Monday, March 27, 2006

Al-Qaeda trial lands FBI in dock for criminal ineptitude,,11069-2102266,00.html

This week a wealth of new evidence of how the FBI bungled the Moussaoui investigation became so Pythonesque in its absurdity that even the victims' families were roaring with laughter. Into the witness box stepped Harry Samit, the FBI agent who arrested Moussaoui. He was called by the prosecution but became the star witness of the defence.

He said that he warned his supervisors more than 70 times that Moussaoui was an al-Qaeda operative who might be plotting to hijack an airplane and fly it into a building. He said that he was regularly thwarted by two superiors, David Frasca and Michael Maltbie, from obtaining a warrant to search Moussaoui's flat. He accused the men of being criminally negligent. Mr. Maltbie told him that getting a warrant, which could be troublesome, might harm his -- Maltbie's -- career prospects. Mr. Maltbie has since been promoted.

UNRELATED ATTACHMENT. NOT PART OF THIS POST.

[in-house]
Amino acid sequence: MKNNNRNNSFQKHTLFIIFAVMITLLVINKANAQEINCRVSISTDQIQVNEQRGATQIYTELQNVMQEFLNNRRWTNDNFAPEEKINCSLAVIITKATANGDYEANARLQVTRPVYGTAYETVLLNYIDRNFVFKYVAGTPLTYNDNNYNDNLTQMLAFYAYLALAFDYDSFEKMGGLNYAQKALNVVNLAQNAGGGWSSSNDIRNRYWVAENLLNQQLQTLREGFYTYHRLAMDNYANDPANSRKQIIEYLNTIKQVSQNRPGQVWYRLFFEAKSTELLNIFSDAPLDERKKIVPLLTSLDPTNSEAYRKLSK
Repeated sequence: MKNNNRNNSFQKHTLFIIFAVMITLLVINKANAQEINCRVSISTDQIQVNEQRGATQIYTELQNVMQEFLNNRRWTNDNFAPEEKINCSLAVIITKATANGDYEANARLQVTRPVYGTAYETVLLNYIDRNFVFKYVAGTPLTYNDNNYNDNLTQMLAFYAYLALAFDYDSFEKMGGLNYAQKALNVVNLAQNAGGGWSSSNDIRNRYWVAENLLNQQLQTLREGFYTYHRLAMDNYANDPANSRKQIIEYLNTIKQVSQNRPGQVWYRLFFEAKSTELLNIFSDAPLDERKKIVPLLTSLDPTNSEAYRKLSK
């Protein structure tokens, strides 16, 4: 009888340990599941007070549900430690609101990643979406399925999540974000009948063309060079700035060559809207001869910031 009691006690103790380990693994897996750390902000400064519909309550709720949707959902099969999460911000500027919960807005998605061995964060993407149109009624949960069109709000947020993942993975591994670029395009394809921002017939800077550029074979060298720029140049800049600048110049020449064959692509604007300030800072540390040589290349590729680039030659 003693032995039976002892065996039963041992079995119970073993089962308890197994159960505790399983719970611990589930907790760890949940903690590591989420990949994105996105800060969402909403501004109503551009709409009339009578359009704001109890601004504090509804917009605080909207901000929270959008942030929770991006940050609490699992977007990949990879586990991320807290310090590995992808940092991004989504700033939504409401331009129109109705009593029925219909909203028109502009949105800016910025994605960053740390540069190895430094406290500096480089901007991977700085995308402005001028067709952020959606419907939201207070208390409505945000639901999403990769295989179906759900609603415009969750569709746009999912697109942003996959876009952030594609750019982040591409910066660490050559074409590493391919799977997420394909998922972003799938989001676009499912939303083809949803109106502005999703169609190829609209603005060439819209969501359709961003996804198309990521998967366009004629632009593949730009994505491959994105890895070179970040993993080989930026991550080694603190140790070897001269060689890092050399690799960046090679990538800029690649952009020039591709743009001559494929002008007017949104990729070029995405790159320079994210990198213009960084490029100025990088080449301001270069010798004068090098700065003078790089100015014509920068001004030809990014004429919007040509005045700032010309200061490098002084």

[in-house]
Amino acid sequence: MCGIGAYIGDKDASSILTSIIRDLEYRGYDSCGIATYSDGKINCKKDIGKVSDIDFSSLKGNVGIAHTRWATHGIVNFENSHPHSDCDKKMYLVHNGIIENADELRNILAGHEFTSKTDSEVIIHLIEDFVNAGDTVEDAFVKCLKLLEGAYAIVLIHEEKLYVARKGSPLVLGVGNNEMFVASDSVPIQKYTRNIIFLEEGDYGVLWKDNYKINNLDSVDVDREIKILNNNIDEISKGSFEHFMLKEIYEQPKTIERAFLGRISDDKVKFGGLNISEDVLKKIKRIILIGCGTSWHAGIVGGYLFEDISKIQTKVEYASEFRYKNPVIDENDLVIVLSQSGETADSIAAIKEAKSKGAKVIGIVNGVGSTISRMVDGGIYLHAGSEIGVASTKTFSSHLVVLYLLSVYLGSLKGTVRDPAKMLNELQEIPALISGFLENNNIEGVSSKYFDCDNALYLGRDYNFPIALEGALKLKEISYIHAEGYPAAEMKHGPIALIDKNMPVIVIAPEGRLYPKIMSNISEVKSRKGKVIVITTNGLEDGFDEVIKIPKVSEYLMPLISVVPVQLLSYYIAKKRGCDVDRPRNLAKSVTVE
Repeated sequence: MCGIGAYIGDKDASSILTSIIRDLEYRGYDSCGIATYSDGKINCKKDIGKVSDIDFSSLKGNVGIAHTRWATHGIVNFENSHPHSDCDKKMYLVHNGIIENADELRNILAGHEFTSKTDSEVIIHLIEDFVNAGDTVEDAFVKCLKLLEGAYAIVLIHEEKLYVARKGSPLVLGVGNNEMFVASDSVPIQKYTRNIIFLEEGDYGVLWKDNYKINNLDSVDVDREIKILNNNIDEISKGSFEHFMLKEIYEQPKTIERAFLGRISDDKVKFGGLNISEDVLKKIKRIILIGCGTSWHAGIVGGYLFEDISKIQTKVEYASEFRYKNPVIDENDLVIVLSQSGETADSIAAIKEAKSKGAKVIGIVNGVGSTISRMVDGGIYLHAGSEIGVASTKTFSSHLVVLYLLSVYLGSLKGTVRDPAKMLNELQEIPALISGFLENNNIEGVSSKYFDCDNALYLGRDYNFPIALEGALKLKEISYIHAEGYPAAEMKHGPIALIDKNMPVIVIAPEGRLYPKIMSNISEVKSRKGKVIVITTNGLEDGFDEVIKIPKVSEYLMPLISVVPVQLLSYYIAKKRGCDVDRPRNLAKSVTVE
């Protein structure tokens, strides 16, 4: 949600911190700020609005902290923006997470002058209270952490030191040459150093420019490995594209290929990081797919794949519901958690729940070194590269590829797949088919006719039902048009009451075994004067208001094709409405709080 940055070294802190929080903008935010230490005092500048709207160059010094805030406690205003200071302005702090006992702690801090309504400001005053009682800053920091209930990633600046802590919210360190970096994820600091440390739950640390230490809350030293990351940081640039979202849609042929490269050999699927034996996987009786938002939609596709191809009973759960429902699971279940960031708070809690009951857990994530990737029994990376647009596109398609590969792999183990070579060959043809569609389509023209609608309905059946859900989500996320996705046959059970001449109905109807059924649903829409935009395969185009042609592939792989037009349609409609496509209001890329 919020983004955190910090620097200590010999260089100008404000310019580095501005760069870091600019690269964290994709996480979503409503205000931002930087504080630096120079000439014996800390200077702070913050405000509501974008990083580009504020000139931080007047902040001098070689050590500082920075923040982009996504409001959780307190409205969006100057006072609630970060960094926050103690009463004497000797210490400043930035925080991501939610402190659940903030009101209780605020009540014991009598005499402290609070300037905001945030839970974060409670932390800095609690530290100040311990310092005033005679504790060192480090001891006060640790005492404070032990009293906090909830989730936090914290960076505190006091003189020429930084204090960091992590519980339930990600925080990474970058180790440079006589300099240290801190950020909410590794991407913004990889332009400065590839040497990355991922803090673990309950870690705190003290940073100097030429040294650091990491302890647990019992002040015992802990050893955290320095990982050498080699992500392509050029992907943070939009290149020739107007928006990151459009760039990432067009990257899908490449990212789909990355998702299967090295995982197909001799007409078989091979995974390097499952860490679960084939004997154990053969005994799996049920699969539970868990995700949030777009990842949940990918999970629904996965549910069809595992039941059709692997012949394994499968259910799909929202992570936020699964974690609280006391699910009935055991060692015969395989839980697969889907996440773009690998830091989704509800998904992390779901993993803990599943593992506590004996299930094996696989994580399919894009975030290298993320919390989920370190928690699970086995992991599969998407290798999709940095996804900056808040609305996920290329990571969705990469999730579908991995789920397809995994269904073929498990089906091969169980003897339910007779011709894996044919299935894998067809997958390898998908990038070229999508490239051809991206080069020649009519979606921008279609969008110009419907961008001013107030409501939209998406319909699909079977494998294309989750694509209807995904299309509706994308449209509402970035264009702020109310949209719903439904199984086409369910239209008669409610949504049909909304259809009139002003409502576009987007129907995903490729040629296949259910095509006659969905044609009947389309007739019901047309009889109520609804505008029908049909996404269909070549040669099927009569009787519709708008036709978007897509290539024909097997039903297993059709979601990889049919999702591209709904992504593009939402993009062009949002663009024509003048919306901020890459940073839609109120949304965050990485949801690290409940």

On Tuesday Ed MacMahon, Moussaoui's defence laywer, cross-examined Michael Rolince, of the FBI. He was there to defend the bureau, but his answers brought down the house. Mr. Rolince was forced to concede that he had never seen an April 2001 intelligence briefing paper warning that bin Laden was preparing to mount an attack, even though he had signed it. Mr. MacMahon then introduced an April 13, 2001, FBI communication, approved by Mr. Rolince, giving warning about bin Laden's threat inside the US. Mr Rolince said that he had not approved it.

"Is it possible for a document to say you approved it if you have not approved it?" the judge asked.

"Absolutely," he replied. With that, the jury, the press benches, the victims' families and the press gallery erupted in laughter.

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